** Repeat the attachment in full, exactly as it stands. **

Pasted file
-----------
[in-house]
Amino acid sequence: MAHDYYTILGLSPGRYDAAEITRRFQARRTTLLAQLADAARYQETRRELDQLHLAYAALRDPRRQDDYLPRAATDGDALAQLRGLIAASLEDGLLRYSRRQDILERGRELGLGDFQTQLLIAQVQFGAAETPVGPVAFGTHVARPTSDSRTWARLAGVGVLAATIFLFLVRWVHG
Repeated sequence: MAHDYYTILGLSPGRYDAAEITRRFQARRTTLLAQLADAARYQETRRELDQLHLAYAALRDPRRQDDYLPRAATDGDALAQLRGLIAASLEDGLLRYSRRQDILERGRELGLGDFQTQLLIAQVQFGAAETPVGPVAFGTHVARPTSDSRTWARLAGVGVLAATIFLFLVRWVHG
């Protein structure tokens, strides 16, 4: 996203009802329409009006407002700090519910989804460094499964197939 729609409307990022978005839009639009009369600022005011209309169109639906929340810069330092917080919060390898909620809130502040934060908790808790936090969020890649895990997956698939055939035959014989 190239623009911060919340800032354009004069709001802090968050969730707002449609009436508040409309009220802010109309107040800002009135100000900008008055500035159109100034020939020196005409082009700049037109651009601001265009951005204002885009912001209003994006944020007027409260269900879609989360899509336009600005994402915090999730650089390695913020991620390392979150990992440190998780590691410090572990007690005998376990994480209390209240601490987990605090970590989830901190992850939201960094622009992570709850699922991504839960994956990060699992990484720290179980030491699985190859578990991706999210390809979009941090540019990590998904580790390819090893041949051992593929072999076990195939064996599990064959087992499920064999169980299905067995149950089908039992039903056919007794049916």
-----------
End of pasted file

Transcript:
[in-house]
Amino acid sequence: MAHDYYTILGLSPGRYDAAEITRRFQARRTTLLAQLADAARYQETRRELDQLHLAYAALRDPRRQDDYLPRAATDGDALAQLRGLIAASLEDGLLRYSRRQDILERGRELGLGDFQTQLLIAQVQFGAAETPVGPVAFGTHVARPTSDSRTWARLAGVGVLAATIFLFLVRWVHG
Repeated sequence: MAHDYYTILGLSPGRYDAAEITRRFQARRTTLLAQLADAARYQETRRELDQLHLAYAALRDPRRQDDYLPRAATDGDALAQLRGLIAASLEDGLLRYSRRQDILERGRELGLGDFQTQLLIAQVQFGAAETPVGPVAFGTHVARPTSDSRTWARLAGVGVLAATIFLFLVRWVHG
């Protein structure tokens, strides 16, 4: 996203009802329409009006407002700090519910989804460094499964197939 729609409307990022978005839009639009009369600022005011209309169109639906929340810069330092917080919060390898909620809130502040934060908790808790936090969020890649895990997956698939055939035959014989 190239623009911060919340800032354009004069709001802090968050969730707002449609009436508040409309009220802010109309107040800002009135100000900008008055500035159109100034020939020196005409082009700049037109651009601001265009951005204002885009912001209003994006944020007027409260269900879609989360899509336009600005994402915090999730650089390695913020991620390392979150990992440190998780590691410090572990007690005998376990994480209390209240601490987990605090970590989830901190992850939201960094622009992570709850699922991504839960994956990060699992990484720290179980030491699985190859578990991706999210390809979009941090540019990590998904580790390819090893041949051992593929072999076990195939064996599990064959087992499920064999169980299905067995149950089908039992039903056919007794049916």